Court testimony showed confusion, contradictions in command during Bundy standoff

Bundy standoff

Supporters — many of which armed — of Nevada rancher Cliven Bundy confronting officers with the Bureau of Land Management in April 2014. (Photo: AP)

Testimony by federal officials in court Thursday revealed contradictions and confusion with the chain of command as the 2014 standoff with rancher Cliven Bundy and his supporters came to an end.

After nearly a week, the standoff came to a climactic end on April 12, 2014, after authorities stayed through the night despite being told by the federal agent in charge the day before to cease all operations and leave, The Arizona Republic reported.

About 1,000 people, many of whom were armed, came to the area in support of Bundy, who was involved in a decades-long battle over grazing rights with the Bureau of Land Management. Federal authorities had moved in to seize Bundy’s cattle as payment for the more than $1 million in grazing fees they say he owed.

Authorities already began rounding up Bundy’s cattle when, according to BLM director Neil Kornze, there became serious concerns over the safety of officials as well as the public, causing the federal government to make a decision to back down.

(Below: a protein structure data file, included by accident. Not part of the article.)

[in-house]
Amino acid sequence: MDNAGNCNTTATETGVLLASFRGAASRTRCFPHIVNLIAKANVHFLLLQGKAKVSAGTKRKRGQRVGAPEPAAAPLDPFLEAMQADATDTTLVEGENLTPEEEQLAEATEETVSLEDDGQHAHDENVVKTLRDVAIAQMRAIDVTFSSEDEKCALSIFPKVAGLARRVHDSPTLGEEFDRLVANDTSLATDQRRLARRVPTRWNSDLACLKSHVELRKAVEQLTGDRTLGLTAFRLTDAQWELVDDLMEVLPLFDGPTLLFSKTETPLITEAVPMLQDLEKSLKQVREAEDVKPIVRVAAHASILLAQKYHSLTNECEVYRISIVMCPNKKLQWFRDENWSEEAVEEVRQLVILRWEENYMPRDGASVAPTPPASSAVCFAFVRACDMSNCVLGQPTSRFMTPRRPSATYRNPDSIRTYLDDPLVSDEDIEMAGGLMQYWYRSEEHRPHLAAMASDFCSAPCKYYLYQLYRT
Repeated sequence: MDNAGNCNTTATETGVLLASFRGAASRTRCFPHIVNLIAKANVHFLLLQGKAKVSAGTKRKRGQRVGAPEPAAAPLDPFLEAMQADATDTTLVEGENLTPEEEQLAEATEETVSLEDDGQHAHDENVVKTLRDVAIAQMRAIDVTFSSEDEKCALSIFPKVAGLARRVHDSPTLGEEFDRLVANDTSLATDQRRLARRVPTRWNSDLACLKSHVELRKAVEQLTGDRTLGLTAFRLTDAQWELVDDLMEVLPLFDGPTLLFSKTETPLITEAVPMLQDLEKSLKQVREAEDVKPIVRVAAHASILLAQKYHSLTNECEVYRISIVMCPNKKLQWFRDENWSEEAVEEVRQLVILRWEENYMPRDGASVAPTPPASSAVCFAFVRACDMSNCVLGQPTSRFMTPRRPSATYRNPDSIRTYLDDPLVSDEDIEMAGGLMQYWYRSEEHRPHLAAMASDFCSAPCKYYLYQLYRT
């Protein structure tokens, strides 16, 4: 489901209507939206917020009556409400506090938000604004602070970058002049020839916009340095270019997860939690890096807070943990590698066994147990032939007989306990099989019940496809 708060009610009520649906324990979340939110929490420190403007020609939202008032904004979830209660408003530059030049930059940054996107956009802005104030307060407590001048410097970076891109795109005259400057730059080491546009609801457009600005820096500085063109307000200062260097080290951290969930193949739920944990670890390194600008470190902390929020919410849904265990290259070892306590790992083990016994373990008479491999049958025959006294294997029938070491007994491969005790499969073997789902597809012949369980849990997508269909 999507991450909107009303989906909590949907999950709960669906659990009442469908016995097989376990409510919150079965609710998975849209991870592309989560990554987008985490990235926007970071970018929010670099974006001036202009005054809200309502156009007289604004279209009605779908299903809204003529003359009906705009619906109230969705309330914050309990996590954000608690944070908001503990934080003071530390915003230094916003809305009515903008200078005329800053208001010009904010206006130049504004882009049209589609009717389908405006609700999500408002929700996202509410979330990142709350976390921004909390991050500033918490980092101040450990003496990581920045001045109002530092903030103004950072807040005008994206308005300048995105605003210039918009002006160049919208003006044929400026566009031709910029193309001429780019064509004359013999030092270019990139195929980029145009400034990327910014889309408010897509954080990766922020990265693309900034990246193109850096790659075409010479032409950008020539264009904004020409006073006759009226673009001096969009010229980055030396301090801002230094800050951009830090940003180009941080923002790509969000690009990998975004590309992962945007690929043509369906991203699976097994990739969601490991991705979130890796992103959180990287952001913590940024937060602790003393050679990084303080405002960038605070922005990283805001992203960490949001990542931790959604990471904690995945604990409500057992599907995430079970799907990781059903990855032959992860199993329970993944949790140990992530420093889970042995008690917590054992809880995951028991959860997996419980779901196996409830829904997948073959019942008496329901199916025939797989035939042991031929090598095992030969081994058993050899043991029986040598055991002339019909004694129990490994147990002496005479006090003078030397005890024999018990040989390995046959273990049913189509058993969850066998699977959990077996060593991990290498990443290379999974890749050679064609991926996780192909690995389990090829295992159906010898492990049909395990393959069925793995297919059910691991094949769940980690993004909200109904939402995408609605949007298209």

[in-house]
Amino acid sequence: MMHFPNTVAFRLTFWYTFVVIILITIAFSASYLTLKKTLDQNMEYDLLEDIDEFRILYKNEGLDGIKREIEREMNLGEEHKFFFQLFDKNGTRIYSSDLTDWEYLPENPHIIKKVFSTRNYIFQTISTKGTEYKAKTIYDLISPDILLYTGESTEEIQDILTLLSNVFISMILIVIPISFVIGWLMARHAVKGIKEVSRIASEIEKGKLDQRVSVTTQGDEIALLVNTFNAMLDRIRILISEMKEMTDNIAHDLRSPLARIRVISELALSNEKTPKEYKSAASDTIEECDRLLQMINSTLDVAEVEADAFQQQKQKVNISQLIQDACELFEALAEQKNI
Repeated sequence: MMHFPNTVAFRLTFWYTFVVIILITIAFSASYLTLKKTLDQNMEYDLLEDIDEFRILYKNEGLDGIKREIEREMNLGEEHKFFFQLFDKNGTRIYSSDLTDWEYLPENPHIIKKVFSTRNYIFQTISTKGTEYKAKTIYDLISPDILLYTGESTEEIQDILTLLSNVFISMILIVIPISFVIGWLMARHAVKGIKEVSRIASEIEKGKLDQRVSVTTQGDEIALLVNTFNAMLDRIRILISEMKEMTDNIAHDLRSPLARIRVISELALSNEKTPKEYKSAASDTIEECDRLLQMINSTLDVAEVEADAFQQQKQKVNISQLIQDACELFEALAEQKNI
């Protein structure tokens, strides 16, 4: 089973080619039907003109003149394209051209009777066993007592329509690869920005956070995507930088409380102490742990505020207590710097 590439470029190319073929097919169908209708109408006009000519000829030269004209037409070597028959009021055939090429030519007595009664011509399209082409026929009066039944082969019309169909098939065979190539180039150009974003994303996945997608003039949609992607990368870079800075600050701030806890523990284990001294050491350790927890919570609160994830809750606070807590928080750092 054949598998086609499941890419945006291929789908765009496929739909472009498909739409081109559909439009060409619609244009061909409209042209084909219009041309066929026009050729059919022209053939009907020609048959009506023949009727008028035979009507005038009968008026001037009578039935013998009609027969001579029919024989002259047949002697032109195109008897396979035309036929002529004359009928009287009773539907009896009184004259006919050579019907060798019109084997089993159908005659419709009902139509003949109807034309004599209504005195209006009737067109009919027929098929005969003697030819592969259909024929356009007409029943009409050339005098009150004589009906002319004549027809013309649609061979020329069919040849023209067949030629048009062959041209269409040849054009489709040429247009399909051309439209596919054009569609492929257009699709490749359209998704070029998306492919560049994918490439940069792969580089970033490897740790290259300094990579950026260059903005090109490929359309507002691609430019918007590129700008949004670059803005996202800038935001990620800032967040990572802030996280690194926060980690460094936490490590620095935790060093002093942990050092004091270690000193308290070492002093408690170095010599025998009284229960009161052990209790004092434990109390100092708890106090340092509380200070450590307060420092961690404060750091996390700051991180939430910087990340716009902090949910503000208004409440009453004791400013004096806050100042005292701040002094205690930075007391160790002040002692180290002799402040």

Dan Love, BLM special agent in charge of operations, announced to officials at the site on April 11, 2014, that they were to stop seizing Bundy’s cattle, pack up, and leave, and a news release was set to be sent out the following day announcing the decision. Despite this, according to court testimony, law enforcement officials were commanded by their own supervisors to move forward and engage with the protesters using non-lethal means.

“We were still under threat,” U.S. Parks Police Officer Tara McBride said in court last week, adding it was her understanding that they were to stop gathering the cattle but remain at the standoff “to provide security for the (incident command post)” because her supervisors anticipated a bloody battle with the protesters.

“We had intelligence from the FBI that individuals on a domestic terrorist watch list had arrived and were camped out at the Bundy compound,” said U.S. Park Police Officer Brandon Novotny. “We received intelligence there was going to be an attack.”

Nonetheless, McBride and her team expressed concern over engaging the protesters. More specifically, they feared the non-lethal pepper rounds would be mistaken for live rounds, causing armed protesters to return fire.

“I was scared that as leader of my team, I was not going to get my people out. I thought I was going to see one of my friends’ heads explode,” McBride said.

In fact, McBride said as her team positioned themselves as directed, they discussed the risks amongst themselves. Additionally, McBride said, her team twice requested permission from her supervisor to fall back, but both times the requests were denied.

Defense attorney Richard Tanasi said the multiple commands were not only confusing but contradictory and could have contributed to a violent escalation between federal officials and protesters. Tanasi also added the situation could have more quickly been defused had officials simply followed the original commands to cease operations.